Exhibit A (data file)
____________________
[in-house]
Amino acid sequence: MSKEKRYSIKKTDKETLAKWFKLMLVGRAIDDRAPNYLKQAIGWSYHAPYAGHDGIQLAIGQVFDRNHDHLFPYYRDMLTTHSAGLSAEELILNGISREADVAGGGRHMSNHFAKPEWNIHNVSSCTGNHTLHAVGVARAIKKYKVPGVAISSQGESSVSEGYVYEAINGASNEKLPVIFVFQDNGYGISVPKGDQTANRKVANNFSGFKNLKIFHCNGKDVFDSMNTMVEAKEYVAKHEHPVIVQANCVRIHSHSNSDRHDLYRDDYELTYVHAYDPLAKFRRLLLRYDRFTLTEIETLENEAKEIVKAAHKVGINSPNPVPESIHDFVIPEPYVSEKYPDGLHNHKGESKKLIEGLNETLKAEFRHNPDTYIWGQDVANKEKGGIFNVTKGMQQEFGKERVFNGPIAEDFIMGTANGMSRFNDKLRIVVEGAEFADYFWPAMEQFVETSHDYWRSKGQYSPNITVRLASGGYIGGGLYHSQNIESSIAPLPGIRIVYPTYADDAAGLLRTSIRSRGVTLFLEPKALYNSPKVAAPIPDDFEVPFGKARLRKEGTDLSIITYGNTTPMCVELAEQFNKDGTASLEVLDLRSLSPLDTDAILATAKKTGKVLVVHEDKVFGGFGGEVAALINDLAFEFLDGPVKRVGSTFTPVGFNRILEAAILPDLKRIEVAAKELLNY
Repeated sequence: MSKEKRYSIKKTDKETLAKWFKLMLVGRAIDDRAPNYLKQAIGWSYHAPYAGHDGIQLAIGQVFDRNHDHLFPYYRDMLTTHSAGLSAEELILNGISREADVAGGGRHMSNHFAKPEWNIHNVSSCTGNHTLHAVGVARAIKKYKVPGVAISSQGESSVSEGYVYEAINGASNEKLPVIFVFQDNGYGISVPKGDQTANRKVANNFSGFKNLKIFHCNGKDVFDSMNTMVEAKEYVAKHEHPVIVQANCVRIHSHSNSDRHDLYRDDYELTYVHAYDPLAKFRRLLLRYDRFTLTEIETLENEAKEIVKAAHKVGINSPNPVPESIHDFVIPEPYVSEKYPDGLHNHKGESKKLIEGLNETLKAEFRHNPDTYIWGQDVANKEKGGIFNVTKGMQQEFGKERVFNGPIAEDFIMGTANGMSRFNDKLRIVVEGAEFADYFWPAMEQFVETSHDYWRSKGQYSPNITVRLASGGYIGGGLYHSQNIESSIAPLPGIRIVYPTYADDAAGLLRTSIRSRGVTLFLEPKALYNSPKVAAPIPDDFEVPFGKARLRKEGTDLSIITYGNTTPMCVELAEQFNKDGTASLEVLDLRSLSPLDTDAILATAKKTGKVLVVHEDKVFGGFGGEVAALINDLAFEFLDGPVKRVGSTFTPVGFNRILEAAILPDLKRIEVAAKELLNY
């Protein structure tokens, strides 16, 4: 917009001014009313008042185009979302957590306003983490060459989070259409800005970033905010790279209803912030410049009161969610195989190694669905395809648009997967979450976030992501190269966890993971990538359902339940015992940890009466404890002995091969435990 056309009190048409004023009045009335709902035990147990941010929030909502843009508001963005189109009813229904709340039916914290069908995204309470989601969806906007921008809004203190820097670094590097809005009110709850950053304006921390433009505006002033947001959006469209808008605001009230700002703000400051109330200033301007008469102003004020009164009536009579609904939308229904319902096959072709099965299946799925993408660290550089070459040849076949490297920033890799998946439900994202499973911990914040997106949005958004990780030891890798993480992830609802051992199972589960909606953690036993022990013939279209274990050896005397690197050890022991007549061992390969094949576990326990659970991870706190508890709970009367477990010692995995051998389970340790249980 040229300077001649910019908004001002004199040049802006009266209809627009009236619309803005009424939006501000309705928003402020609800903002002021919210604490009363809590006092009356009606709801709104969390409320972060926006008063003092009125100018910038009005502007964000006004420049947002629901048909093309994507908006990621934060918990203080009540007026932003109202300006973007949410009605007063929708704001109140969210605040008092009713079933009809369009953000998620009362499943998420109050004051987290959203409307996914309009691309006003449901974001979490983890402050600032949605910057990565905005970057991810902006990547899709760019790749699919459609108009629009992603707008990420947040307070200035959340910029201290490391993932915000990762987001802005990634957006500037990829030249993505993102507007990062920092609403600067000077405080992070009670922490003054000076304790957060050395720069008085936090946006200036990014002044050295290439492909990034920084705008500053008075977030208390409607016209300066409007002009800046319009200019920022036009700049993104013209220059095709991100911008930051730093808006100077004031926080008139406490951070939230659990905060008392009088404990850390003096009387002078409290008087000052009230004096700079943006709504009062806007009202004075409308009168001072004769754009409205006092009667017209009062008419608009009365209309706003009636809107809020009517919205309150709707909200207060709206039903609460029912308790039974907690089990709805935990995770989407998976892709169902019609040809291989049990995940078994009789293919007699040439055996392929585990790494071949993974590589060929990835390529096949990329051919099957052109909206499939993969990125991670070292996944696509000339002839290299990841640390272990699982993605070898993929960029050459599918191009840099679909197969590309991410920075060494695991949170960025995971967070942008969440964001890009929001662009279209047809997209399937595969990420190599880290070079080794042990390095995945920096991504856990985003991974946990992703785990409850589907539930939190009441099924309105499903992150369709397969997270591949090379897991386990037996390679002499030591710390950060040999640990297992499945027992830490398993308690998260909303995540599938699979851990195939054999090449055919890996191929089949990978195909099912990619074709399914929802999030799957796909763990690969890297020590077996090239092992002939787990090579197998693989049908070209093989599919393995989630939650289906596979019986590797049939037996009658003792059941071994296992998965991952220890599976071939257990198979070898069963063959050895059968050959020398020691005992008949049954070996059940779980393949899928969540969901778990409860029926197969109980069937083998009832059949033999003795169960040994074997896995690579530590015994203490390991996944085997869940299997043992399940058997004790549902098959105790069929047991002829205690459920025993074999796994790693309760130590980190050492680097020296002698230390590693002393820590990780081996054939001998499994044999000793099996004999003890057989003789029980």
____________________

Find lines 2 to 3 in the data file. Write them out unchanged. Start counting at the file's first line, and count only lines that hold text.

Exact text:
Amino acid sequence: MSKEKRYSIKKTDKETLAKWFKLMLVGRAIDDRAPNYLKQAIGWSYHAPYAGHDGIQLAIGQVFDRNHDHLFPYYRDMLTTHSAGLSAEELILNGISREADVAGGGRHMSNHFAKPEWNIHNVSSCTGNHTLHAVGVARAIKKYKVPGVAISSQGESSVSEGYVYEAINGASNEKLPVIFVFQDNGYGISVPKGDQTANRKVANNFSGFKNLKIFHCNGKDVFDSMNTMVEAKEYVAKHEHPVIVQANCVRIHSHSNSDRHDLYRDDYELTYVHAYDPLAKFRRLLLRYDRFTLTEIETLENEAKEIVKAAHKVGINSPNPVPESIHDFVIPEPYVSEKYPDGLHNHKGESKKLIEGLNETLKAEFRHNPDTYIWGQDVANKEKGGIFNVTKGMQQEFGKERVFNGPIAEDFIMGTANGMSRFNDKLRIVVEGAEFADYFWPAMEQFVETSHDYWRSKGQYSPNITVRLASGGYIGGGLYHSQNIESSIAPLPGIRIVYPTYADDAAGLLRTSIRSRGVTLFLEPKALYNSPKVAAPIPDDFEVPFGKARLRKEGTDLSIITYGNTTPMCVELAEQFNKDGTASLEVLDLRSLSPLDTDAILATAKKTGKVLVVHEDKVFGGFGGEVAALINDLAFEFLDGPVKRVGSTFTPVGFNRILEAAILPDLKRIEVAAKELLNY
Repeated sequence: MSKEKRYSIKKTDKETLAKWFKLMLVGRAIDDRAPNYLKQAIGWSYHAPYAGHDGIQLAIGQVFDRNHDHLFPYYRDMLTTHSAGLSAEELILNGISREADVAGGGRHMSNHFAKPEWNIHNVSSCTGNHTLHAVGVARAIKKYKVPGVAISSQGESSVSEGYVYEAINGASNEKLPVIFVFQDNGYGISVPKGDQTANRKVANNFSGFKNLKIFHCNGKDVFDSMNTMVEAKEYVAKHEHPVIVQANCVRIHSHSNSDRHDLYRDDYELTYVHAYDPLAKFRRLLLRYDRFTLTEIETLENEAKEIVKAAHKVGINSPNPVPESIHDFVIPEPYVSEKYPDGLHNHKGESKKLIEGLNETLKAEFRHNPDTYIWGQDVANKEKGGIFNVTKGMQQEFGKERVFNGPIAEDFIMGTANGMSRFNDKLRIVVEGAEFADYFWPAMEQFVETSHDYWRSKGQYSPNITVRLASGGYIGGGLYHSQNIESSIAPLPGIRIVYPTYADDAAGLLRTSIRSRGVTLFLEPKALYNSPKVAAPIPDDFEVPFGKARLRKEGTDLSIITYGNTTPMCVELAEQFNKDGTASLEVLDLRSLSPLDTDAILATAKKTGKVLVVHEDKVFGGFGGEVAALINDLAFEFLDGPVKRVGSTFTPVGFNRILEAAILPDLKRIEVAAKELLNY